Openly gay politician Taiga Ishikawa says that winning a Diet seat in Sunday’s election would empower him to change politics and help Japanese society recognize its diversity.

Ishikawa, 40, is ranked first on the Social Democratic Party’s proportional representation list in Tokyo, which means if the SDP wins any seats, he is sure to get one.

He says he will work toward legalizing same-sex marriage and strengthening the rights of sexual minorities, women, and the disabled.

“Society is gradually orienting itself toward a ‘strong Japan,’ where the strong become stronger and the weak become weaker,” Ishikawa said.

“I want Japan to become more diverse, where anyone can co-exist. There are so many different people living here; I believe politics should reflect the voices of these different people.”

Ishikawa is a former member of the Toshima Ward Assembly. He says online campaigning, which was permitted last year, has helped him greatly with his campaign. He rallied support from a range of minority groups, especially homosexual, bisexual and transgender people.

“When each minority — however weak — connects with another by social networking, its power becomes bigger,” he said.

The Internet has special resonance for Ishikawa, because it was online in 2000 when he managed to make contact with other gay people, he said.

At age 26, his world opened up. Until that moment he had felt isolated, firmly in the closet in a society where it was taboo to talk about one’s sexuality.

“It’s said that three to five percent of Japanese people are homosexual. However, there aren’t many people who come out and say they are, or say that their neighbor is gay or lesbian, because prejudice and discrimination still exist,” he said.

In this situation, “I feel it’s important for me to raise my voice and show society my existence as a gay politician.”

He would not be the first openly gay politician in the Diet. Lesbian Kanako Otsuji took a seat in the Upper House last year after another member resigned and she, as the runner-up, inherited the seat.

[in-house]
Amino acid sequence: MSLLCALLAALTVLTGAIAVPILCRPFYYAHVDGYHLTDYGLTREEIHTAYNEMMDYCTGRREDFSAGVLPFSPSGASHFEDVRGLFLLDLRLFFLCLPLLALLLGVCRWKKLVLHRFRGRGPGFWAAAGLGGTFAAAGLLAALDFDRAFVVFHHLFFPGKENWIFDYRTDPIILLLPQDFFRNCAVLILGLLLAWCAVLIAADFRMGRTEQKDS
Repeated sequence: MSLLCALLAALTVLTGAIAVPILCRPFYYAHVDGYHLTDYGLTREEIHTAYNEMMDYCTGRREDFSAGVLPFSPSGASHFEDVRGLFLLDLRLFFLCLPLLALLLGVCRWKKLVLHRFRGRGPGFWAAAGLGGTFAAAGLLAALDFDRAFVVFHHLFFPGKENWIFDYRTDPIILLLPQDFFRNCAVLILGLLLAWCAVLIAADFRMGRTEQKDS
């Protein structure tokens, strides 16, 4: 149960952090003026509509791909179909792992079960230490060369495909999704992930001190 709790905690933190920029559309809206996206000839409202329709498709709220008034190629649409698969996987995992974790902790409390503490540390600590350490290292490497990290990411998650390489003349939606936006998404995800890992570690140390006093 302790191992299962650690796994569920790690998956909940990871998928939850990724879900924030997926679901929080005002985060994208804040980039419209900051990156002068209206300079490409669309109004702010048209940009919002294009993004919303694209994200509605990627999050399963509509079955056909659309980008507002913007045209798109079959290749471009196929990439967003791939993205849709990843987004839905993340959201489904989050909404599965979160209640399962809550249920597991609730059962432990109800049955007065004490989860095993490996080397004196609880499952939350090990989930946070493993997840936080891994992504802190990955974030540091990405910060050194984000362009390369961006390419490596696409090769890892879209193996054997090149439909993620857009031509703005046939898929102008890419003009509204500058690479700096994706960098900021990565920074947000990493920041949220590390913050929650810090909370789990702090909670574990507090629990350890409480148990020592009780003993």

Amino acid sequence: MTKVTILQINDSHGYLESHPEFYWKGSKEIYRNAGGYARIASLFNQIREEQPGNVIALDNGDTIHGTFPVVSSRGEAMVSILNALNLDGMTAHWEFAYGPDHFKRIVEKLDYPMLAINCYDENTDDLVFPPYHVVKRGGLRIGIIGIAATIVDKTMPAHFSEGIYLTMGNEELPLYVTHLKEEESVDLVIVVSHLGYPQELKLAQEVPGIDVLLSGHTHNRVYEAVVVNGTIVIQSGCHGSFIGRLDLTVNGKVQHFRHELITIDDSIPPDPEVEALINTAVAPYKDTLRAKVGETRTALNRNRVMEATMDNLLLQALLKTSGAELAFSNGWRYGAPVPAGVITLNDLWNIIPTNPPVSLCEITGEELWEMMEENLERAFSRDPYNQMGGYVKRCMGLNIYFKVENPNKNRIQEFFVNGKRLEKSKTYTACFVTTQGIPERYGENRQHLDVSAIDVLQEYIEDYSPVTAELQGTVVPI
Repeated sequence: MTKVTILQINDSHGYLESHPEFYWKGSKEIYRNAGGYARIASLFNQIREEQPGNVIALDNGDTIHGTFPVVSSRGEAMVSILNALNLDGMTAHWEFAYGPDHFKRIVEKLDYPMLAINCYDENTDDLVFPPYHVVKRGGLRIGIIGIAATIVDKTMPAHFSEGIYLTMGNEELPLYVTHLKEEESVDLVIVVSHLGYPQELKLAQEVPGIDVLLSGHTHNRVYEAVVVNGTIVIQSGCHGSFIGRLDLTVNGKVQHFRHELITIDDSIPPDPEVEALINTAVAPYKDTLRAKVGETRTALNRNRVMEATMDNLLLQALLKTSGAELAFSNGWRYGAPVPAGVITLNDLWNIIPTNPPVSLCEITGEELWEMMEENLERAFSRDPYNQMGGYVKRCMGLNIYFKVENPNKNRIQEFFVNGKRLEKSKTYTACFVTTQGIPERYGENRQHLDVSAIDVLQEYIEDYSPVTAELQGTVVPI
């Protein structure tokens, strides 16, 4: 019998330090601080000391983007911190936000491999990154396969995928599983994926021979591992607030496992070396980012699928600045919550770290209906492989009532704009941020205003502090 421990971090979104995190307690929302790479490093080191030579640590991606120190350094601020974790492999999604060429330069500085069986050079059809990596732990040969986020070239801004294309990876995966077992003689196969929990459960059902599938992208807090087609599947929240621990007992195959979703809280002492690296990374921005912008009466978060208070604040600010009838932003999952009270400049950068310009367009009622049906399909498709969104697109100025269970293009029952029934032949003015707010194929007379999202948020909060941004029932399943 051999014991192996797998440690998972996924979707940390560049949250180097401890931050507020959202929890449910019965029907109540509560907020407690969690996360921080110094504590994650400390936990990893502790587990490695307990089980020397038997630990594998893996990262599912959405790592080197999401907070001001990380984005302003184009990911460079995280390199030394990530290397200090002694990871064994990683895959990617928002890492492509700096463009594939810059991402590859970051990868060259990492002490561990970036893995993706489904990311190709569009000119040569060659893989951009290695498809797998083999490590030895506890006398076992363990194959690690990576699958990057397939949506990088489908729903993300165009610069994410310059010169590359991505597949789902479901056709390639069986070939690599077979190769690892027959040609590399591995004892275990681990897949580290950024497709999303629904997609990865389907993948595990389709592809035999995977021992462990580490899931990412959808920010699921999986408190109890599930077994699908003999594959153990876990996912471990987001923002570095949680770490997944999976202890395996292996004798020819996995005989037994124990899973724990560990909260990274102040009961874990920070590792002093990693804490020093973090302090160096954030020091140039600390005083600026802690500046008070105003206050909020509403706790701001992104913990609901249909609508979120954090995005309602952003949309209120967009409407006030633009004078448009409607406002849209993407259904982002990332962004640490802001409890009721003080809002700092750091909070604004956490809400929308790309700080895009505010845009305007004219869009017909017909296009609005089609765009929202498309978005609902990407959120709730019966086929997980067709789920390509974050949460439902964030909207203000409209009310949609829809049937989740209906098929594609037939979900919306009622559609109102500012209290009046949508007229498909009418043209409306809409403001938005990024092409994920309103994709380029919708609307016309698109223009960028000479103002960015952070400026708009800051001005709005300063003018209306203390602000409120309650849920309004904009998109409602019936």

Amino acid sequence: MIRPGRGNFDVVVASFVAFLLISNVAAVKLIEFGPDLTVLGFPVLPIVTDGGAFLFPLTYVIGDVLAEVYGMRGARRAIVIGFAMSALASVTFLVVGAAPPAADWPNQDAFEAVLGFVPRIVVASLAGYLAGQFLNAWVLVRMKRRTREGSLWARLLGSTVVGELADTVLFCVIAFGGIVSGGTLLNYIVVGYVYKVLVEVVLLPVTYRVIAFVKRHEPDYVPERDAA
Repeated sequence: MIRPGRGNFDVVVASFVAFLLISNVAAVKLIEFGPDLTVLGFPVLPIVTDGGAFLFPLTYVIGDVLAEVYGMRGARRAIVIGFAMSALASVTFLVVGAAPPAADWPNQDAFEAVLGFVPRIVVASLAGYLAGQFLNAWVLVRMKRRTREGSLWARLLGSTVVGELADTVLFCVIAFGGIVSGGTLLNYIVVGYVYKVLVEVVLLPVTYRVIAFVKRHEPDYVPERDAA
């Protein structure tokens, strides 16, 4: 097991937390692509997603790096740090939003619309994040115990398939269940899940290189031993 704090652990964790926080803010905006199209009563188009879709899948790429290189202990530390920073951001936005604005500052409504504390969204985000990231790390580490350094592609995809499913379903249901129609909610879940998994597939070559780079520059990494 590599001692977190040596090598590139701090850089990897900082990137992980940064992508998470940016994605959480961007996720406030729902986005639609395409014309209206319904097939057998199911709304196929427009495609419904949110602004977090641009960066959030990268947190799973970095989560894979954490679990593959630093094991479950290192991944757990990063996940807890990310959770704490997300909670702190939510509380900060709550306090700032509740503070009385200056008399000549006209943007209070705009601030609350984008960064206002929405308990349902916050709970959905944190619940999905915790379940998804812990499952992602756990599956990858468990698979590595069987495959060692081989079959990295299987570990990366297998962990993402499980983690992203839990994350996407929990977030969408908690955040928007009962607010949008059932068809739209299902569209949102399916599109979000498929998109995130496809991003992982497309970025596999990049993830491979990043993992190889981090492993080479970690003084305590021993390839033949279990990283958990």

Ishikawa touched on the results of a recent survey of 10 political parties by nonprofit organization Rainbow Pride Ehime, in which the Liberal Democratic Party replied that sexuality need not be dealt with as a question of human rights.

Five other parties replied that it should be dealt with proactively. The remaining parties did not reply.

“I was disappointed to see the answers of the ruling LDP,” he said, warning of the possibility of Japan falling into global “isolation” at a time when it needs to deal with diversity ahead of the 2020 Tokyo Olympics and Paralympics.

“I know that there are young liberal LDP members who are actively discussing how to deal with these minority issues, but the result shows that, essentially, the party still has old ways of thinking. This must change,” he said.

Ishikawa graduated from Meiji Gakuin University and after coming out became a representative for a nonprofit organization that supports gay men. He then worked as a secretary to former Social Democratic Party leader Mizuho Fukushima, and was elected to the Toshima Ward assembly in 2011.

He also ran as a candidate last year in the SDP’s leadership election but lost heavily to Tadatomo Yoshida.

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